- Go for Fresh, Natural, and Locally Produced Food
- Natural Farming Models
- Live Naturally in your Home
Part 1: Go for Fresh, Natural, and Locally Produced Food
It's not enough that we produce food. We must produce food that ensure good health, reduce risks to diseases and ailments, and prolong life. We must produce food that also insures the health of our environment and the stability of the ecological system.
Typical fruit stand, UP Diliman QC
While science and technology continue to explore new ways to increase food supply with genetic engineering, people are yearning for organic food – or naturally grown food.
Here are issues raised by the proponents of organic farming.
1. Many ailments and abnormalities are traced to the food we take. Cancer for instance, is often related to carcinogenic substances. High uric acid leads to kidney trouble. High cholesterol and high sugar levels are associated with high blood pressure and diabetes. Aftatoxin causes cirrhosis of the liver. Ulcers are food-related, so with many allergies.
2. Proper nutrition and balanced diet can be attained by eating the right kind and amount of natural food without fortification with vitamins and minerals, and other forms of altering food value. Thus there is no need to process food unless it is really necessary. Fresh foods – vegetables, fish, and the like – are still the best. And why modify the genetic composition of crops and animals? Leave that to nature. Nature knows best.
3. Taking excess foods rich in animal fat and protein, and foods high in calories foods has predisposed many people to overweight conditions. Gaining unnecessary weight leads obesity now an epidemic sweeping many countries today particularly in cities where there is a proliferation of fast foods and junk foods. Or simply there is too much of the “good life” – excess in food and pleasure. In the US today one out of five Americans is an obese, two are overweight.
4. There are natural substances that keep our body always alert to fend off stress due to overwork and diseases. They are known as probiotics. We get probiotics from fruits and vegetables. We also get them from seaweeds, mushrooms, yoghurt, algae such as Chlorella, and Cyanobacteria such as Spirulina. And there are many more sources that occur in nature. We are beginning to realize that eating foods rich in probiotics and antibiotics (substances that directly kill germs) makes us healthier and live longer.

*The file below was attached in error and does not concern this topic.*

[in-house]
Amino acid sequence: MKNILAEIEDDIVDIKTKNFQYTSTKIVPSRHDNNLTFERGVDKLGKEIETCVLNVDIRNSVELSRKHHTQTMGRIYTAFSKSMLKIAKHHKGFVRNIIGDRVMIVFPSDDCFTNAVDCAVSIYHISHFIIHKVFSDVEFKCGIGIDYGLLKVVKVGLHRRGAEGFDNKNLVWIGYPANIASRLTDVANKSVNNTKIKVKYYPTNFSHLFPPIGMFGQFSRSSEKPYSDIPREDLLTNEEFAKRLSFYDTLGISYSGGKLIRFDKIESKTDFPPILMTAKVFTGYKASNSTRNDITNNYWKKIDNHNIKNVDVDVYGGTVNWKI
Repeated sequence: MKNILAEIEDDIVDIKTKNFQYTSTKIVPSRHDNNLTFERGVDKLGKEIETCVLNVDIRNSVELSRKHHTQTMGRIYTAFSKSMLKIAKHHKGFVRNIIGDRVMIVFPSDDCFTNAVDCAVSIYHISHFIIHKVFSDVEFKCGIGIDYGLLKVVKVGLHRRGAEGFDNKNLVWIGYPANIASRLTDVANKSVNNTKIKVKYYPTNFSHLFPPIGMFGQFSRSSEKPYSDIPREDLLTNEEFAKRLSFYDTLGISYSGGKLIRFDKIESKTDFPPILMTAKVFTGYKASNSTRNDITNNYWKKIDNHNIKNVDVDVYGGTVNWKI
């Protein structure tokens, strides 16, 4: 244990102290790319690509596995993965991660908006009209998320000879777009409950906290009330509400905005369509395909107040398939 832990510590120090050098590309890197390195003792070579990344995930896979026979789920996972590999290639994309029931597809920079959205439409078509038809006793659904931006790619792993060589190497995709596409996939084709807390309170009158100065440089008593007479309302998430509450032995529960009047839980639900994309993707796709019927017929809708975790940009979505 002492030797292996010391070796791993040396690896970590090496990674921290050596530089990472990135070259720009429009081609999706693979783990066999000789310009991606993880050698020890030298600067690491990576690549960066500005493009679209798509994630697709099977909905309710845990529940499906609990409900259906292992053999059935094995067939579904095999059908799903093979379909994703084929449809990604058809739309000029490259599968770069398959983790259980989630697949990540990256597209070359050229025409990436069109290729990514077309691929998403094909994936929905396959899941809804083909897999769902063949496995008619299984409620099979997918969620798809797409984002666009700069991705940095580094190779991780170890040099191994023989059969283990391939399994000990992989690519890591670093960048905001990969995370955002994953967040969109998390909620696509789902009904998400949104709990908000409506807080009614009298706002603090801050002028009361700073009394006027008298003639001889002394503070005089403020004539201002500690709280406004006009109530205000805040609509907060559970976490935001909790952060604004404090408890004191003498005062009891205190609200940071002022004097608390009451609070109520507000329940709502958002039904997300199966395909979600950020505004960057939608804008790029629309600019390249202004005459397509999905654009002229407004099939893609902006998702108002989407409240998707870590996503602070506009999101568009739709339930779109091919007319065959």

These are the rules set by the advocates of organic farming.
1. It is always better to eat foods grown under natural conditions than those developed with the use of chemicals.
This statement can be captured with one term "natural food". All over the world this is a label found in food grown without chemicals. People are afraid of becoming ill because of chemicals introduced into the food. There are banned pesticides still in used such as methyl parathion, endosulfan, DDT, BHC, among others. These are also harmful to all living organisms and to the environment.
2. People are avoiding harmful residues of antibiotics and pesticides.
Poultry, hogs and cattle are given high levels of antibiotics to safeguard the animals from diseases. As a result, the antibiotics are passed on to the consumers. Unless we are ill, the body does not need supplemental antibiotics. We have adequate natural sources. Every time we eat commercial eggs, chicken, pork chop, steak, and the like, we are taking in antibiotics which accumulate in our body, shutting off our immune systems, punishing our kidney and liver. To many people, antibiotics cause allergic reactions.
3. People are getting scared of food contaminated by radiation. Nuclear reactors are being built in many countries as a fallback to fossil fuel.
With the recent nuclear plant meltdown in Fukoshima, Japan, the Chernobyl nuclear incident in Russia, and that of the Three-Miles Island nuclear plant in the US, people have become wary about the consequences of fallout. A trace of radiation can be absorbed by grass in the pasture, finds its way to milk, then to infants. Radiation can remain active for hundreds of years. People are still dying today in Nagasaki and Hiroshima, more than sixty years since the bombing of the two cities with the first atomic bomb.